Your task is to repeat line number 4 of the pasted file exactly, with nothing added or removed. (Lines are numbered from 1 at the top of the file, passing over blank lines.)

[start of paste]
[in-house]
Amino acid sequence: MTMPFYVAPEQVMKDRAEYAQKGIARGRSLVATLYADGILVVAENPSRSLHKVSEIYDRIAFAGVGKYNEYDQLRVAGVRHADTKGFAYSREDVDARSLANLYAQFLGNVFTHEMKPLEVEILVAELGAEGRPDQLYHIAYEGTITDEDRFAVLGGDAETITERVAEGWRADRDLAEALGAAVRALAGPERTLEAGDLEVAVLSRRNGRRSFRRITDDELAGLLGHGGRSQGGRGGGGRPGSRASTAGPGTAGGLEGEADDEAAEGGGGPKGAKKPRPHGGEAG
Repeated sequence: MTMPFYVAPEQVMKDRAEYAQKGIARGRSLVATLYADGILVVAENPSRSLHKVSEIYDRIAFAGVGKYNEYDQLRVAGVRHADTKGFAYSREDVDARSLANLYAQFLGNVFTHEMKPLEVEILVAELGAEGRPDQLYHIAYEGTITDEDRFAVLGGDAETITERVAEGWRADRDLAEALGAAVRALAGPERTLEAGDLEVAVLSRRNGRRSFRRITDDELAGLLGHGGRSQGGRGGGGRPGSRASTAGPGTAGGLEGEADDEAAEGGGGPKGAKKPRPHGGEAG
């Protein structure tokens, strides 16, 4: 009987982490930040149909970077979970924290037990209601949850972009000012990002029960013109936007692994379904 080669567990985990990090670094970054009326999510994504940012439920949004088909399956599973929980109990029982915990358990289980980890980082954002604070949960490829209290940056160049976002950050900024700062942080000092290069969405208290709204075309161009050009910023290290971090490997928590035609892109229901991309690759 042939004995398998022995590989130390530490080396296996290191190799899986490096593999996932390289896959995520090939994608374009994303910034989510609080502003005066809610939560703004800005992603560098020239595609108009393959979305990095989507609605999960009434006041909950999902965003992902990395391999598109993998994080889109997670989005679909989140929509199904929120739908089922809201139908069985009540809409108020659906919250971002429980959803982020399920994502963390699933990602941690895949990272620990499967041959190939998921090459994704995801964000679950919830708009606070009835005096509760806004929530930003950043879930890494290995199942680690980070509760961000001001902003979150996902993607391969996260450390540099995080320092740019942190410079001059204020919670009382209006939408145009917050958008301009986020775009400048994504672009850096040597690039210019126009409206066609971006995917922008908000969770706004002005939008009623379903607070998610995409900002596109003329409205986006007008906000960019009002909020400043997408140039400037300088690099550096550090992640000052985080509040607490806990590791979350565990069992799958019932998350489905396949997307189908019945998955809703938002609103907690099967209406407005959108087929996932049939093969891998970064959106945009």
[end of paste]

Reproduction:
């Protein structure tokens, strides 16, 4: 009987982490930040149909970077979970924290037990209601949850972009000012990002029960013109936007692994379904 080669567990985990990090670094970054009326999510994504940012439920949004088909399956599973929980109990029982915990358990289980980890980082954002604070949960490829209290940056160049976002950050900024700062942080000092290069969405208290709204075309161009050009910023290290971090490997928590035609892109229901991309690759 042939004995398998022995590989130390530490080396296996290191190799899986490096593999996932390289896959995520090939994608374009994303910034989510609080502003005066809610939560703004800005992603560098020239595609108009393959979305990095989507609605999960009434006041909950999902965003992902990395391999598109993998994080889109997670989005679909989140929509199904929120739908089922809201139908069985009540809409108020659906919250971002429980959803982020399920994502963390699933990602941690895949990272620990499967041959190939998921090459994704995801964000679950919830708009606070009835005096509760806004929530930003950043879930890494290995199942680690980070509760961000001001902003979150996902993607391969996260450390540099995080320092740019942190410079001059204020919670009382209006939408145009917050958008301009986020775009400048994504672009850096040597690039210019126009409206066609971006995917922008908000969770706004002005939008009623379903607070998610995409900002596109003329409205986006007008906000960019009002909020400043997408140039400037300088690099550096550090992640000052985080509040607490806990590791979350565990069992799958019932998350489905396949997307189908019945998955809703938002609103907690099967209406407005959108087929996932049939093969891998970064959106945009």